Saturday, 31 December 2016

Reading S. Bear Bergman.

So that was 2016. Brexit, MSM, PLP, Trump, As my pinned tweet says: “ffs”. This time last year I wrote that “it seems 2016 is starting with uncertainty”. This year it seems 2017 is just going to be fucking chaos. Dystopian, corrupt, neo-fascistic chaos.

Except that I was talking about my own gender before, not about the world at large. And my gender hardly seems as if it matters anymore.

As I said, I've been reading S. Bear Bergman, rereading S. Bear Bergman. Specifically, hir book ‘The Nearest Exit May Be Behind You’, which was the November choice for our non-binary FB book club.

It felt different reading it again. Different things stuck out, or stuck out more strongly. Have I changed since last time I read it? Or (echoing someone else's sentiments) did the book itself contribute to a change which is now being reflected back? It's hard to know for sure. Probably both. Certainly Bear's writing about borders resonates more:

I get a lot of questions, these days, about whether I'm still a butch or if I am now a transman. Truthfully, it's hard to say, a statement I make knowing full well that it just caused hundreds of readers to say, “Well, if you're not sure if you're a butch, you're not”; and further hundreds to say the same thing, but substituting “transman” into the equation. I have to say, from where I'm standing, the lines are not nearly as clear as some people would prefer them to be, and the longer I hang around at various crossroads and deltas of gender, the more I notice that nothing is clear enough to be easy. Nothing about gender, or orientation, is clear enough to police or defend without circling the wagons so tight that we're all pissing in our own front yards within six months.

Maybe that's because I've since written about borders myself. And going wider again: “circling the wagons” and “pissing in our own front yards” is a pretty fair summation of Brexit as well.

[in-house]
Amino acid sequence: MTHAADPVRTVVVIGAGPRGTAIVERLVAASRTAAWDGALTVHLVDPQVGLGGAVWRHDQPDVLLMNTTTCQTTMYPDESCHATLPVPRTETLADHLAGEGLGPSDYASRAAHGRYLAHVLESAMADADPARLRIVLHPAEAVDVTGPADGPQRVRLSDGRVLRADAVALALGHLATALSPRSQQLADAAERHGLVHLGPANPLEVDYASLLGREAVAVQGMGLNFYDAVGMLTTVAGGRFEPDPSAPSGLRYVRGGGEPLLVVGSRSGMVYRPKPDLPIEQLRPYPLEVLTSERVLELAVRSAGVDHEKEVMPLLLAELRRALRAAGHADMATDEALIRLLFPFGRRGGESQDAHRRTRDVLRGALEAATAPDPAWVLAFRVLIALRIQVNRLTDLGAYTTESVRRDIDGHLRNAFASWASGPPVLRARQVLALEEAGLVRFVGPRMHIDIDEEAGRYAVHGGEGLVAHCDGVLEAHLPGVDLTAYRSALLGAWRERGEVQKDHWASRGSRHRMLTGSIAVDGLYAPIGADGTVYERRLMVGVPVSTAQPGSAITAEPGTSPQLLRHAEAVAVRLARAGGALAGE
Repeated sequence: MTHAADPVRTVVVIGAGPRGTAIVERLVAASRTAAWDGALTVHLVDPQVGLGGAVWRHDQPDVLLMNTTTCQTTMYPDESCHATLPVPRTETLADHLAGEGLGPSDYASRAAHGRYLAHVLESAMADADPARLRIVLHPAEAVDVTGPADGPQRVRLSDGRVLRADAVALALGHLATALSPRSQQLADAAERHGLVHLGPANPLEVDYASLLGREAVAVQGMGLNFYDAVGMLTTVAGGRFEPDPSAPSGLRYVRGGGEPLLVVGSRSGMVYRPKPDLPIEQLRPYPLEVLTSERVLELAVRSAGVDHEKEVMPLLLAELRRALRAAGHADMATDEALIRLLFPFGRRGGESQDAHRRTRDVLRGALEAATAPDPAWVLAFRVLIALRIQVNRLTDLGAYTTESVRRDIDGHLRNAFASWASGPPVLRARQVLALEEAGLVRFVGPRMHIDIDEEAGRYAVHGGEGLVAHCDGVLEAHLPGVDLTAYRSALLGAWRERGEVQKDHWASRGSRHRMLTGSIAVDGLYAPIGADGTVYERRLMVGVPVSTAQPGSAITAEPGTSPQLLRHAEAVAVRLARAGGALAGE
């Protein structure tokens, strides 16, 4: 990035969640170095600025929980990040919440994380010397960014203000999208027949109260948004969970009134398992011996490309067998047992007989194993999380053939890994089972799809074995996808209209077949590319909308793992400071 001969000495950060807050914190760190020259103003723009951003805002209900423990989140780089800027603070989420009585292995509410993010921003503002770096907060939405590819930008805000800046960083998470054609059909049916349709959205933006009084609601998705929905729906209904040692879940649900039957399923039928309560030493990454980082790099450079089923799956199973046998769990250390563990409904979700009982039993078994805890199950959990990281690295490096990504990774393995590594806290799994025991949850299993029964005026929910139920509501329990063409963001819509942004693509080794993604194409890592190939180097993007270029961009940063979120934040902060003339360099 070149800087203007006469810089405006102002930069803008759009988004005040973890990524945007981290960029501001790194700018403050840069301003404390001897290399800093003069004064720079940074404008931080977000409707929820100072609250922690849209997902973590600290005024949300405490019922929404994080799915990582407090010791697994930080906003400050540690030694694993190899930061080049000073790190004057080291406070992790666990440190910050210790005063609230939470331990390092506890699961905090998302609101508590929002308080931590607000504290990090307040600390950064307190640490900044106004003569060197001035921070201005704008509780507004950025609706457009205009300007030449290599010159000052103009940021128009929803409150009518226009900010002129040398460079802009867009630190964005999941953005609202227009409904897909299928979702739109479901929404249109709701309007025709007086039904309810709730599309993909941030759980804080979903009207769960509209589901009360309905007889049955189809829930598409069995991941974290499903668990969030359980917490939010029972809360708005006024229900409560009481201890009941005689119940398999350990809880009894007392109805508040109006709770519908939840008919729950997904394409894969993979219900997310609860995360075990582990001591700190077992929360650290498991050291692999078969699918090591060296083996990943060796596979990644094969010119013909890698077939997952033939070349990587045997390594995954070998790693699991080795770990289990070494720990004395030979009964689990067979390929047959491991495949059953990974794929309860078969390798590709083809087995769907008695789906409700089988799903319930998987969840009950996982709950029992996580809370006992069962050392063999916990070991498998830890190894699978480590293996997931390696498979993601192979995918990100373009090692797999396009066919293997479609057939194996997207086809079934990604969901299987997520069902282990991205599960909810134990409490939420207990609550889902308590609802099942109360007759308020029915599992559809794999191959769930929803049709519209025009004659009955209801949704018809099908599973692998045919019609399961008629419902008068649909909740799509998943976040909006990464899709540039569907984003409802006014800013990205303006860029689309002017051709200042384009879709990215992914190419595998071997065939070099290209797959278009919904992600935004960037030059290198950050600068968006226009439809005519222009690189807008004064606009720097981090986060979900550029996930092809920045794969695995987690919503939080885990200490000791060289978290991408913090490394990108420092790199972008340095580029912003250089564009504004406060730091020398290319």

Bear favours open borders:

Perhaps the first topic related to the Border Wars I want to take up is: please stop treating gender as though it were a set menu. Gender is an à la carte arrangement, even though the macroculture rarely realizes this and doesn't usually act accordingly. We are all, I firmly believe, in charge of our own genders. We can choose to have the final say about what they do or do not include, and we can make changes to those things if we want to and decide we can afford them (afford, that is, in terms of cash, or relationships, or values, or the approval of those in our lives). But because the cultural message we're all steeped in is that gender is a fixed arrangement, even the most politically progressive among us — and I include myself in this — can forget or overlook how very variable gender can be when we want it to be.

I agree with that so much. And:

Even if the border were really that well-defined, border crossing is rather a queer specialty, ain't it?

But the sentence that stuck out the most this time is this:

Is it terrible if I say that I'm exhausted with talking about my gender? These days it's only so interesting, and only for so long, and the interesting part is over very, very fast.

I don't personally do much talking about it. But thinking... I'm tired of thinking about it. Genderqueer, femme – terms I associate with open borders – I'll stick with those. Otherwise:

“I'm gonna blow this damn candle out. I don't want nobody comin' over to my table; I got nothing to talk to anybody about.”

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